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MSU welcomes Kevin McGraw

By Lynn Waldsmith

Article Highlights

  • Kevin McGraw is joining MSU in May as the new chair of the Department of Integrative Biology.

  • McGraw joins MSU from Arizona State University, where he was a professor of evolutionary and systems biology, as well as the associate director of operations and facilities for the School of Life Sciences.

  • “I’m excited to listen and learn from my MSU colleagues and capitalize on my experiences at a large university in ASU to catalyze a new era of discovery and advancement as a Spartan,” McGraw said.

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For more than two decades, Kevin McGraw has been fascinated by how animals communicate using their voices, behaviors and even colors. It’s fitting, then, that a color change is helping him announce a new era in his career.

In May, McGraw will be donning Spartan green and white as his lab joins Michigan State University and he steps into his role as the new chairperson of the Department of Integrative Biology, or IBIO.

“With two and a half decades behind me in academia, I’m at a natural turning point to take some bold new steps with my work,” McGraw said. “I can’t wait to do this with my new MSU colleagues and their exceptional strengths and visions.”

Kevin McGraw

Kevin McGraw, the new chair of the Department of Integrative Biology. Credit: Courtesy Kevin McGraw

McGraw is coming from Arizona State University — one the largest public research universities in the country — where he served as a professor of evolutionary and systems biology. He was also the associate director of operations and facilities for the School of Life Sciences.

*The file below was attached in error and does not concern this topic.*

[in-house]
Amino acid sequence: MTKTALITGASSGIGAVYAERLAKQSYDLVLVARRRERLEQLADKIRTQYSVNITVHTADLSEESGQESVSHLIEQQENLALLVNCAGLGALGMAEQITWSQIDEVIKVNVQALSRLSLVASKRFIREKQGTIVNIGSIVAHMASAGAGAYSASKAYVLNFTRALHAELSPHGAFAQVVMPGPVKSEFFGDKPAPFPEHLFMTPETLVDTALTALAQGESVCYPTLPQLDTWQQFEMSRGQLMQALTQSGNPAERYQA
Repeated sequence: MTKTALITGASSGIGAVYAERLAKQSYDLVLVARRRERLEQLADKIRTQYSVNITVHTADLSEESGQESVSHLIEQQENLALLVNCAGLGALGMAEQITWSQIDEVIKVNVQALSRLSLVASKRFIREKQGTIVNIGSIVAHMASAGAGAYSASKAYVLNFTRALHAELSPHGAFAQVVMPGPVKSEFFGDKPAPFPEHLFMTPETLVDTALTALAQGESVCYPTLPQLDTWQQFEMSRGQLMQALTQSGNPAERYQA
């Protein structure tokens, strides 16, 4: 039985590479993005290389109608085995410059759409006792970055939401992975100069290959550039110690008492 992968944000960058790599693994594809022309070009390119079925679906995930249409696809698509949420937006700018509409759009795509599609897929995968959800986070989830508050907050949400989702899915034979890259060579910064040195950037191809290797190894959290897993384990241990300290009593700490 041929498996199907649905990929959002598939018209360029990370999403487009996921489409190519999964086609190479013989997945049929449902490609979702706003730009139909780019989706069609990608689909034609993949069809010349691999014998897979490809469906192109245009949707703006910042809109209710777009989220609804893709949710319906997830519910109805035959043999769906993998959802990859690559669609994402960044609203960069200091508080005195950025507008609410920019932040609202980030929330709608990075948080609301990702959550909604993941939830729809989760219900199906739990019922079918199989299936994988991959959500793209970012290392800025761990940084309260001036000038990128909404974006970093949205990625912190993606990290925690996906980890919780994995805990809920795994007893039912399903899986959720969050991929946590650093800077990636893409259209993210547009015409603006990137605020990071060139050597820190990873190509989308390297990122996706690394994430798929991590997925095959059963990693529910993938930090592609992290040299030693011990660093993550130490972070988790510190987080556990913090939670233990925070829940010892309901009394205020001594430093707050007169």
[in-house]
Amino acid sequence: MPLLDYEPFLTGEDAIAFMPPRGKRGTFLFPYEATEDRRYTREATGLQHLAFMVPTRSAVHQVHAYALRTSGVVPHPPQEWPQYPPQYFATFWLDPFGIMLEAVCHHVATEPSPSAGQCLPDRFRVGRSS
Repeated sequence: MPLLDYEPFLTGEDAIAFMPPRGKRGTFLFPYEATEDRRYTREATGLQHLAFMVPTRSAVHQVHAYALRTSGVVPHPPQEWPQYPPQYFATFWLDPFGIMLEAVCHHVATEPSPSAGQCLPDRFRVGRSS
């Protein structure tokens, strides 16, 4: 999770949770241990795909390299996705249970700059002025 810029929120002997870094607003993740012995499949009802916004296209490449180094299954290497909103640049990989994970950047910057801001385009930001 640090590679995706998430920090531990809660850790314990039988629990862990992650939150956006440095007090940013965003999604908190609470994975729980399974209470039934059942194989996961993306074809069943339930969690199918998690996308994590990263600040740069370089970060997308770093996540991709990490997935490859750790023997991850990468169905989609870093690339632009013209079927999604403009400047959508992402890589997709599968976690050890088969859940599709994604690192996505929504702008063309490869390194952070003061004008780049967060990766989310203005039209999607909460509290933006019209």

“At this phase of my career, I really crave the opportunity to work at a smaller scale, connecting with people in a comparatively more intimate work environment,” McGraw said. “IBIO presents that perfect opportunity with such a great history and composition of faculty, students, research foci and academic programs. I thank the department and Interim Chair Catherine Lindell for creating such a positive environment that sets up our future so well.”

McGraw believes the change will give him new opportunities to play to his strengths as an open communicator who emphasizes accessibility and teamwork to foster the growth of the department, its programs and its people.

“An enthusiastic welcome to incoming IBIO chair Dr. Kevin McGraw, who is an experienced administrator and accomplished behavioral ecologist,” said Phil Duxbury, Dean of the College of Natural Science. “We are thrilled that he and his team are joining us, bringing new dimensions of scholarship and leadership to support the excellence of the department and the closely affiliated graduate program in Ecology, Evolution and Behavior.”

New horizons

McGraw wanted to devote the next phase of his academic career to a leadership role while advancing his research in new directions. IBIO was an attractive place to take on that pursuit because of its unique strengths and the opportunities it presents to collaborate within the college and across the university.

Kevin McGraw stands in front of the wooden doors and stone façade of Ward Giltner Hall.

Kevin McGraw stands in front of Giltner Hall during a visit to campus in fall 2023. Credit: Courtesy of Kevin McGraw

“MSU has so many strengths in zoology, both within IBIO and the College of Natural Sciences but also including the College of Veterinary Medicine, the College of Agriculture and Natural Resources, and the Kellogg Biological Station,” McGraw said. “Joining forces with these groups is really appealing to me.”

In fact, one of McGraw’s marquee initiatives once he joins will be creating the Center for the Study of Rapid Organismal Change. The center will leverage expertise from across MSU to better understand how humans and other organisms can coexist during this period of rapid environmental transformation.

This dovetails with the research themes in McGraw’s own group, which has focused on animal communication in the natural world and human-impacted environments. The latter theme emerged as McGraw joined the faculty at ASU in Tempe and became interested in the delicate ecological balances at work in the desert city.

“I felt I owed it to myself and my career to add an urban-ecology arm to my research and investigate how animals, including their colors and behaviors, are responding to and shaping human and urban activities,” McGraw said.